Treatments for MC include destructive (most common), immunomodulatory, and antiviral interventions, although most MC papules will resolve without treatment. Specifically referring to tattoo-associated MC, curettage has been effective.,,
Verrucae have been reported in association with tattoos in various patterns. The presentation usually consists of papules,,,,,,,, that are often asymptomatic,, and stay within the borders of a tattoo., In some cases, involvement is limited to a single color within the tattoo,,,,,, or follows a line of the tattoo., Incubation time can be months,,,, to years.,,,,,, Presentations include both verrucae plana,, and verrucae vulgaris.,,,,,,, Diagnosis is clinical, with the support of histology if necessary. It can be challenging to differentiate HPV verrucae from seborrheic keratosis [SK, [Figure 5]] clinically. PCR to characterize/confirm the type of HPV is performed less commonly.
Possible mechanisms for this include contamination of the tattooing equipment or ink;,,,,,,, contamination via the artist's saliva;,,, direct inoculation of viruses already present on the skin or in a hair follicle;,,,,,, reactivation of latent virus;, or immune modulation that lowers the local ability to fight infection.,, Similarly, a Koebner, or pseudo-Koebner response has been proposed. Cases of warts appearing within one tattoo color but not others suggest contamination or an immunomodulatory effect specific to that ink, while warts on multiple colors support the theory of traumatic induction/immunomodulation. Delayed onset has occurred after sunburn, thought to be due to immune modulation by UV light, as well as postpartum from pregnancy-associated immunosuppression. One case appeared in a patient with known discoid lupus erythematosus. Causative agents include HPV 27, 47, and 6B.
Treatments include curettage,, topical imiquimod alone,, or with tretinoin, cryotherapy,,, local treatment such as retinoid or fluorouracil, and electrocautery. Primary prevention consists of ensuring that the tattooing materials and skin are both free of contamination. This includes not tattooing over any lesions which could lead to more widespread viral verrucae throughout the tattoo.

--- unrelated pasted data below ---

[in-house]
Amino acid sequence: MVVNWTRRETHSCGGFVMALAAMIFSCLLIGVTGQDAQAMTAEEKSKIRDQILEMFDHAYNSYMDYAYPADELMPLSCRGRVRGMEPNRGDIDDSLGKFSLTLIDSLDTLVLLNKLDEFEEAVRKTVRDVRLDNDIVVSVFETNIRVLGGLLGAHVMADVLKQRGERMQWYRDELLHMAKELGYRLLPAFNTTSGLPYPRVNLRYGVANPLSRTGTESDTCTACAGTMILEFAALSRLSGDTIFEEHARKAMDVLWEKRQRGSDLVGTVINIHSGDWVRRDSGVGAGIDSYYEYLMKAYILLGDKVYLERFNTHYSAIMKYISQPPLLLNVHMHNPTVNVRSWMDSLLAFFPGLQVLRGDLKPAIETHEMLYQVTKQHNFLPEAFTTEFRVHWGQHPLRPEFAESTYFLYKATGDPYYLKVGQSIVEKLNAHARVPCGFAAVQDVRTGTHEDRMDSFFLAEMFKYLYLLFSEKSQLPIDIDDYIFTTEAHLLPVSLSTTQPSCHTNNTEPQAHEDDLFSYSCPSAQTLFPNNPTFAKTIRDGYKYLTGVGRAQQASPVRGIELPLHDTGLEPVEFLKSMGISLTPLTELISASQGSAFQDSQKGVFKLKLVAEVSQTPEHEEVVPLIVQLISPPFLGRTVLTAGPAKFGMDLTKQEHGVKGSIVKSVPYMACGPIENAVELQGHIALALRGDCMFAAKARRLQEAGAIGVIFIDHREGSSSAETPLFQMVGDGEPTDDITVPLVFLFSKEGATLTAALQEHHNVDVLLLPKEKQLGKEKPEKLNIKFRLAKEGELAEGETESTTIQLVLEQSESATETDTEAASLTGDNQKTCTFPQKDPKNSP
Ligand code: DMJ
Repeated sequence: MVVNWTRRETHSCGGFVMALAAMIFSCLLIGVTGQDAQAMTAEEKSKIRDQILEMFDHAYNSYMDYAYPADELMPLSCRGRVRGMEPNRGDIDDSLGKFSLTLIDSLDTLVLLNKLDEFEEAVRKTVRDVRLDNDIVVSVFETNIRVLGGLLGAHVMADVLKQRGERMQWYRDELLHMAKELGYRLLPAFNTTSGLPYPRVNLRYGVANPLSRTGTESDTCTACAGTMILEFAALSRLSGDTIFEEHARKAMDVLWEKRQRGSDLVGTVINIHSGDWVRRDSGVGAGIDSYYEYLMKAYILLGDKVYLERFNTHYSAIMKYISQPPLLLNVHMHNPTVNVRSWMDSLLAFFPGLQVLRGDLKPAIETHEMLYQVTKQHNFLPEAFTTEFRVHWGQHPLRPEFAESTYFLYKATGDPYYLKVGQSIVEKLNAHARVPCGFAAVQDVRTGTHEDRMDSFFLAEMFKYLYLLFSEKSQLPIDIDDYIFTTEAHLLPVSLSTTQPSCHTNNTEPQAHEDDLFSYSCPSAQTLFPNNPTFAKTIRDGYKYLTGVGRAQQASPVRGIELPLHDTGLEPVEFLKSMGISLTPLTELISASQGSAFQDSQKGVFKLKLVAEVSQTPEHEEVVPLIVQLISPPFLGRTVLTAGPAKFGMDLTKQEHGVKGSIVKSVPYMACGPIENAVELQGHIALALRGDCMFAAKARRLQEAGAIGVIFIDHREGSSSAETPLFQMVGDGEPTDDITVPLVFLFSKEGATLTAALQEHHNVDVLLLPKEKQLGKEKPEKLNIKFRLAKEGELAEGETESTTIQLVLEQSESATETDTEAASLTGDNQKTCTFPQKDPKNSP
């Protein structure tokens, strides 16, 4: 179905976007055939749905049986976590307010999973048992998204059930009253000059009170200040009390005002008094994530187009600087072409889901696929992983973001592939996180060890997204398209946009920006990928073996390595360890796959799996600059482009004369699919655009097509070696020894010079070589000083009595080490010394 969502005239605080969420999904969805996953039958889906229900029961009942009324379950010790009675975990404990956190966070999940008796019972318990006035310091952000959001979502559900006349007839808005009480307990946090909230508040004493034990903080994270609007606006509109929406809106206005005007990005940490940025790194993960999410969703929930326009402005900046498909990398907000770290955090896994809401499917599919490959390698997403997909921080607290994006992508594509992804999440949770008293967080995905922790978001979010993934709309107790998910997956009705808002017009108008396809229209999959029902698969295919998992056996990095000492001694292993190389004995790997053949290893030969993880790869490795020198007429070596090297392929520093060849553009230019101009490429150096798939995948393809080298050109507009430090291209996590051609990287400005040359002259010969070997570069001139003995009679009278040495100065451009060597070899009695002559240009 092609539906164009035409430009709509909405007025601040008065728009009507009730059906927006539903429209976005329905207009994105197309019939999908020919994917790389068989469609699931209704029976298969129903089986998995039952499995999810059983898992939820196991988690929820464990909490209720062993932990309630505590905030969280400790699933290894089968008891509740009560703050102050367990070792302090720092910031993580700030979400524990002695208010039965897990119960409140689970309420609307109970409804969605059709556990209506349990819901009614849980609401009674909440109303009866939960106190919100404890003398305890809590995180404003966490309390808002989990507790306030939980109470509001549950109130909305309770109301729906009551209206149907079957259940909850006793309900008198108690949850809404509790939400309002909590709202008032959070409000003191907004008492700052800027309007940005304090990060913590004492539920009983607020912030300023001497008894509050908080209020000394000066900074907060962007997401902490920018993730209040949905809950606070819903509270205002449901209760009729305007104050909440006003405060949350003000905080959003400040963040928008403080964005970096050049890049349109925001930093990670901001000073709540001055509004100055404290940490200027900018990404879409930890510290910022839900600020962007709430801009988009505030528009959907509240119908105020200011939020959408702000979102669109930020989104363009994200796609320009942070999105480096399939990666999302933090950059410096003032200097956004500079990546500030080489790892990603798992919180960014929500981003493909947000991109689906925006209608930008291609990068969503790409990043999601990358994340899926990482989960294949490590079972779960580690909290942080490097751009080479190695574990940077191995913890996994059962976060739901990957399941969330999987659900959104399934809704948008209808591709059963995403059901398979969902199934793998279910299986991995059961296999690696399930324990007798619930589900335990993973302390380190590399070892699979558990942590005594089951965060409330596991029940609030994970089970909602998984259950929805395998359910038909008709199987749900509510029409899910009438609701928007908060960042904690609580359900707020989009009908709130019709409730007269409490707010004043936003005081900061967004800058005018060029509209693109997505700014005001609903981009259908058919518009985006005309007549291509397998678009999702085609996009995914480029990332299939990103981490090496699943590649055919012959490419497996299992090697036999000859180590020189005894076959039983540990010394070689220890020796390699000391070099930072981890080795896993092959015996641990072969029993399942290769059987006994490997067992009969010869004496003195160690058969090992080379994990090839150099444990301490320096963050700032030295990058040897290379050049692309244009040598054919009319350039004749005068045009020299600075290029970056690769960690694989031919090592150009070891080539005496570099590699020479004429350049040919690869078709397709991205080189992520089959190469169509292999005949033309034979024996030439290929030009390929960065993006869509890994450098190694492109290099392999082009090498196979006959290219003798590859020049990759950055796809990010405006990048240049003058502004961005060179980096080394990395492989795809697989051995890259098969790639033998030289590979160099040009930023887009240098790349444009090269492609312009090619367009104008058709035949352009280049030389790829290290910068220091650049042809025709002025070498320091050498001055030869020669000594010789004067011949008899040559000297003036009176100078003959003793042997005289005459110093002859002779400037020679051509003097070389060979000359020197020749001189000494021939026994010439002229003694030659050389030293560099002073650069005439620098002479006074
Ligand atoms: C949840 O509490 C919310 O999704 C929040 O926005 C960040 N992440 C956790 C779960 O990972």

| Bacterial Infections: Syphilis|| |
Syphilis can be transmitted in association with tattoo placement in one of two ways – with the tattoo being the primary inoculation site or as a localization site for the lesions of secondary syphilis. Syphilis can be transmitted through the saliva of the tattooist.,, This was prevalent in the 19th century, when artists frequently exposed the tattoo and/or the needle to their saliva, such as to mix with dried pigments to create ink or to wipe away blood or excess ink. Affected patients would develop one or more chancres typical of primary syphilis at the tattoo site within days to months before progressing to systemic signs/symptoms of syphilis., Patients with tattoos and syphilis (even if tattooing was not the inoculation site) can develop lesions characteristic of secondary syphilis or even gumma localized to their tattoos.,
Syphilis is inoculated via tattooing by breaking the skin barrier and providing Treponema access. Epidemiologically, several outbreaks of syphilis in the past have been traced to individual tattoo artists who used saliva during the tattooing process.,, The lesions of secondary syphilis are thought to localize to tattoos due to a decreased immune response,, perhaps as a result of chronic inflammation or injury. This could be the result of a Koebner response which is thought to be associated with other TRCs. Of interest, the lesions on tattoos may spare the red areas, likely due to the antisyphilitic properties of mercury,,,, which was a commonly used pigment in red tattoo ink before its concentration was limited to 3 ppm by the U.S. Food and Drug Administration. Due to increased awareness and the adoption of aseptic techniques, transmission of syphilis by tattooing is much less frequent today.,,, In the exceedingly rare event of syphilis inoculation via tattooing, prompt antibacterial therapy is indicated. In the event of a secondary syphilis-like lesion appearing in a tattoo, clinicians should be aware of this possibility and test the patient for syphilis.